In Goodson, the Court of Appeals found that it was plain and obvious error for the district court to rely on "the prosecutor's recitation of the terms of the appellate waiver to fulfill its obligation to inform the defendant of the specifics of the waiver provision"in light of the requirements of Rule 11(b)(1)(N). Goodson, 544 F.3d at 540. Here, the Court accepted Petitioner's plea of guilty without the benefit of the Court of Appeals decision in Goodson, which was issued subsequent to change of plea hearing in this matter. Accordingly, the Court did not question Petitioner directly regarding the appellate and collateral attack waivers in the plea agreement, but, as did the district court in Goodson, relied on the prosecutor to recite the terms and conditions of the plea agreement in open court. (See Docket No. 485 at 36-39). Therefore, under Goodson, the failure to directly question Petitioner as to collateral attack and appellate waivers in the plea agreement under Rule 11(b)(1)(N) is plain and obvious error.*fn7 See Scales, 2008 WL 5114267, at *14 (applying Goodson and finding that the district court committed plain error for not directly questioning the defendant as to the collateral attack and appellate waivers in his plea agreement).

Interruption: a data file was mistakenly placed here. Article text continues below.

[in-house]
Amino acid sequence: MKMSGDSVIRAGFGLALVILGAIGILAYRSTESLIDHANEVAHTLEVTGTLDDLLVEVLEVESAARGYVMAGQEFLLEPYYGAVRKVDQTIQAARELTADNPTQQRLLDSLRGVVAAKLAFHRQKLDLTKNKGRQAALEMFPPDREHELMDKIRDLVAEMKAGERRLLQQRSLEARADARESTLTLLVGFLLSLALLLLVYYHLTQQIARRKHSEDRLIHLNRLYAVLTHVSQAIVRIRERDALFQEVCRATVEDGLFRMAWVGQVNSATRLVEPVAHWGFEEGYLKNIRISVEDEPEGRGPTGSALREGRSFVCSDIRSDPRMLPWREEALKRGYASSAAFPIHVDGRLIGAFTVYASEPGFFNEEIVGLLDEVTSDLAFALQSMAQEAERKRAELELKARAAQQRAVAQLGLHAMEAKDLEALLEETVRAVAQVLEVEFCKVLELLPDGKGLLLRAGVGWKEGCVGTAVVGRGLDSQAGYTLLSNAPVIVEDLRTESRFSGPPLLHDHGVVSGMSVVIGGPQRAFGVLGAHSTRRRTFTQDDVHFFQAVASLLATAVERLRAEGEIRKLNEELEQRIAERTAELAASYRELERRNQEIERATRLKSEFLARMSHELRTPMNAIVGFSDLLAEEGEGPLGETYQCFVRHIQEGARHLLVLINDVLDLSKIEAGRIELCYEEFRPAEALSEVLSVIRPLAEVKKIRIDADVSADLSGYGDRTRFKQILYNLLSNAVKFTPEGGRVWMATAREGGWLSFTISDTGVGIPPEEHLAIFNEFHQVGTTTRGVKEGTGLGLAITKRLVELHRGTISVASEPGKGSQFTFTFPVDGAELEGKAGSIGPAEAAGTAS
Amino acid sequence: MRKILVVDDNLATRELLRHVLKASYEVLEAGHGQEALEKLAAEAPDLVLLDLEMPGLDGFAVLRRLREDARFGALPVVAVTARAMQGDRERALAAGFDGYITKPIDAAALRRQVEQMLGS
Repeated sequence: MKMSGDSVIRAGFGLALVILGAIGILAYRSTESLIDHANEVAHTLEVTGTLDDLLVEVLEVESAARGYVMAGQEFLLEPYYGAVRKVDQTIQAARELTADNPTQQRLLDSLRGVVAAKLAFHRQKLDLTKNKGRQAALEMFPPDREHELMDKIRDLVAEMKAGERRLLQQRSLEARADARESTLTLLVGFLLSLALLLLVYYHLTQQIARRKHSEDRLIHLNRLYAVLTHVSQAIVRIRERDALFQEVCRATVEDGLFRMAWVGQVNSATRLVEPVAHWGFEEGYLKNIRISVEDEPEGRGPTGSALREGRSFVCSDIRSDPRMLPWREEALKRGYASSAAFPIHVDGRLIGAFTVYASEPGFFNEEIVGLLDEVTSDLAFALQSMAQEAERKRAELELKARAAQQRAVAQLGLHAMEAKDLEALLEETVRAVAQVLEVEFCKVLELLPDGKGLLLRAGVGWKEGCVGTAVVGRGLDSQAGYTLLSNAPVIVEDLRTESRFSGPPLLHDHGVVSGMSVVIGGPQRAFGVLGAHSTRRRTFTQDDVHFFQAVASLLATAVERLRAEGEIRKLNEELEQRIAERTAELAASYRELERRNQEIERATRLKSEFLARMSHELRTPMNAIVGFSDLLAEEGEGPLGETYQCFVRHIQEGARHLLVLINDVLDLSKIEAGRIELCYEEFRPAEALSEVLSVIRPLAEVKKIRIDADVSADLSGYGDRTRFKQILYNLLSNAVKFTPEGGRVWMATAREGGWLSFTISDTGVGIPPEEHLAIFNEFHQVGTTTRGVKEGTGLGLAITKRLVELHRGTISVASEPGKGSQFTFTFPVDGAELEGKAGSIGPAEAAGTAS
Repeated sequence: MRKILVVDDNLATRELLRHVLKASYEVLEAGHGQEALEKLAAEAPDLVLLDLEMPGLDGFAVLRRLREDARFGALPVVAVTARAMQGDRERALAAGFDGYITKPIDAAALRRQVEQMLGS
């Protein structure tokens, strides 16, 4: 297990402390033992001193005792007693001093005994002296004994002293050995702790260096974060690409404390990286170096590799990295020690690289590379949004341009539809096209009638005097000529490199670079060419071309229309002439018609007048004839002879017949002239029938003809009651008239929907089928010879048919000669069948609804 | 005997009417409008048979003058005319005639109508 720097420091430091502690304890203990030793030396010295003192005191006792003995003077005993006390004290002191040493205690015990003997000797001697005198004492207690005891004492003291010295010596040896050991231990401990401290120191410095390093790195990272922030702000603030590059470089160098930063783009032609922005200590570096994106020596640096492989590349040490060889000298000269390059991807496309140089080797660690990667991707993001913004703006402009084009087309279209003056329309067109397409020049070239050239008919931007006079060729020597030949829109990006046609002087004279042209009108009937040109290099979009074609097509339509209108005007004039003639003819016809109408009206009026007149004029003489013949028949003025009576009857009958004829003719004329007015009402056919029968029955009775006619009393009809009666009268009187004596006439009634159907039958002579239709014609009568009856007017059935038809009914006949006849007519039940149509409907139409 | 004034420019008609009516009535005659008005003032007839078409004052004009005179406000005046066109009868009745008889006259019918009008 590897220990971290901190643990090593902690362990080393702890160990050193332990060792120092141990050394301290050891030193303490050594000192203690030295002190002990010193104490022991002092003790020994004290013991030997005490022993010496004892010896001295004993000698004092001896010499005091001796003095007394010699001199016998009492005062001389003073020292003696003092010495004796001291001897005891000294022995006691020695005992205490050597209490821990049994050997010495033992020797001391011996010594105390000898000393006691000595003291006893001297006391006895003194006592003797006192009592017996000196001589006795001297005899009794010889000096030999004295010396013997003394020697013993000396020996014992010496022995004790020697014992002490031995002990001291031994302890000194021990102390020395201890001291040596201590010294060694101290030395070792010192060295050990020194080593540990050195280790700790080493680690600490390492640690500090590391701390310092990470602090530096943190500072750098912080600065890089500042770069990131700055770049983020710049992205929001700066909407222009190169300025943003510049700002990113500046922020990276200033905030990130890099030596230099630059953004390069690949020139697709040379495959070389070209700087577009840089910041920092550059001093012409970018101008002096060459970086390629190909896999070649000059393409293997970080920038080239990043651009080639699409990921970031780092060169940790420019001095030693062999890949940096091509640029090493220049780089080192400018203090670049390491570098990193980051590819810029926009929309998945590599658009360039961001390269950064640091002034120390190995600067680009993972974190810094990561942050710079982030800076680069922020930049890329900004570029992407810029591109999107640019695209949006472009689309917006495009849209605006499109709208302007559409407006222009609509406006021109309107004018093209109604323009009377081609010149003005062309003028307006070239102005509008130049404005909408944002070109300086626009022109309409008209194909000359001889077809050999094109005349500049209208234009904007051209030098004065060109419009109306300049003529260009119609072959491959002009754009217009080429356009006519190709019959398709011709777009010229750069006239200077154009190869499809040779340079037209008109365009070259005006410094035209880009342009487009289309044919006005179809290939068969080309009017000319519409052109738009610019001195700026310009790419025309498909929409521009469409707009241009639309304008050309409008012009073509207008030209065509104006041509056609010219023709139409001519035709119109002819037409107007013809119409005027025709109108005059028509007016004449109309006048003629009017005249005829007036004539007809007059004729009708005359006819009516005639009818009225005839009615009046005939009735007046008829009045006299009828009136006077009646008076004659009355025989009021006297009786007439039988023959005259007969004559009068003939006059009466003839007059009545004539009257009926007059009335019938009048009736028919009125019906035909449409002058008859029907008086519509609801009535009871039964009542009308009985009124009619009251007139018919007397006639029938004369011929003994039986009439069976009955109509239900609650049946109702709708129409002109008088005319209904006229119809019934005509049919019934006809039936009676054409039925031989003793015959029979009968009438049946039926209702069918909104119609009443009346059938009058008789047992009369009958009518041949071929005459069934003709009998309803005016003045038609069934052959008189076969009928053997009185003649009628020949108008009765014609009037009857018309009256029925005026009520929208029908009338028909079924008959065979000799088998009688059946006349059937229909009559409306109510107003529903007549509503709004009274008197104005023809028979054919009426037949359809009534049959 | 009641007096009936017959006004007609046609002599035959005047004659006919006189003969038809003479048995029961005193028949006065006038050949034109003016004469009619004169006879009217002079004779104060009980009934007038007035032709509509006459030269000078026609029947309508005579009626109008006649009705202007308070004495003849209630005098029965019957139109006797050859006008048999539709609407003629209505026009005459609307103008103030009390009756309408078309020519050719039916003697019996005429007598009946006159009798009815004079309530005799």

Although the Court finds that plain error existed here, Petitioner still has the burden to demonstrate "that the deficient colloquy affected his substantial rights by precluding him from knowing of and understanding the significance of the binding appellate waiver in the plea agreement." Goodson, 544 F.3d at 540-541. In Goodson, the Court of Appeals consulted the "whole record" to determine if the defendant's substantial rights were affected. Id. at 541. While not expressly delineating the factors that it considered in its decision, the Court of Appeals examined the following: (1) the characteristics of the defendant; (2) the nature and circumstances of the crimes committed; (3) the terms of the plea agreement itself; (4) the execution of the agreement which contained a clause that he read and understood the plea agreement which contained the waiver; (5) the defendant's assertions during the plea hearing that he had read, understood and conferred with his counsel regarding the terms of the plea agreement; and (6) that the prosecutor had generally reviewed the terms of the appellate waiver. Id.; see also Scales, 2008 WL 5114267, at *14 (following Goodson and applying similar factors to determine if the deficient colloquy affected the defendant's substantial rights).